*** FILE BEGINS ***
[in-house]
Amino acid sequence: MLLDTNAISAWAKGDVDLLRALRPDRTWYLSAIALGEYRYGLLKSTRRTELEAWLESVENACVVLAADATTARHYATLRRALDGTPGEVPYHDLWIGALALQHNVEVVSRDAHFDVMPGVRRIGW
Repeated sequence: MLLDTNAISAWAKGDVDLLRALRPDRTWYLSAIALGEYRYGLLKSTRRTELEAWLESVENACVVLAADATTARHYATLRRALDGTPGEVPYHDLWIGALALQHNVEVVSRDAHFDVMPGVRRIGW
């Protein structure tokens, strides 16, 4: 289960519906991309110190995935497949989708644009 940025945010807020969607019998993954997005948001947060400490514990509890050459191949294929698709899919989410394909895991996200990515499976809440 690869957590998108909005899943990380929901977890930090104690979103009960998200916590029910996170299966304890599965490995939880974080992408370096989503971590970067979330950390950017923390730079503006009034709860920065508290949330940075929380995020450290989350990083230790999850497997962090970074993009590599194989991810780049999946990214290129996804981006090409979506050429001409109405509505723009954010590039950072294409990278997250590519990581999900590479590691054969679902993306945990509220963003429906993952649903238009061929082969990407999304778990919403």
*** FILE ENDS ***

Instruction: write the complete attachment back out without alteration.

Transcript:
[in-house]
Amino acid sequence: MLLDTNAISAWAKGDVDLLRALRPDRTWYLSAIALGEYRYGLLKSTRRTELEAWLESVENACVVLAADATTARHYATLRRALDGTPGEVPYHDLWIGALALQHNVEVVSRDAHFDVMPGVRRIGW
Repeated sequence: MLLDTNAISAWAKGDVDLLRALRPDRTWYLSAIALGEYRYGLLKSTRRTELEAWLESVENACVVLAADATTARHYATLRRALDGTPGEVPYHDLWIGALALQHNVEVVSRDAHFDVMPGVRRIGW
């Protein structure tokens, strides 16, 4: 289960519906991309110190995935497949989708644009 940025945010807020969607019998993954997005948001947060400490514990509890050459191949294929698709899919989410394909895991996200990515499976809440 690869957590998108909005899943990380929901977890930090104690979103009960998200916590029910996170299966304890599965490995939880974080992408370096989503971590970067979330950390950017923390730079503006009034709860920065508290949330940075929380995020450290989350990083230790999850497997962090970074993009590599194989991810780049999946990214290129996804981006090409979506050429001409109405509505723009954010590039950072294409990278997250590519990581999900590479590691054969679902993306945990509220963003429906993952649903238009061929082969990407999304778990919403």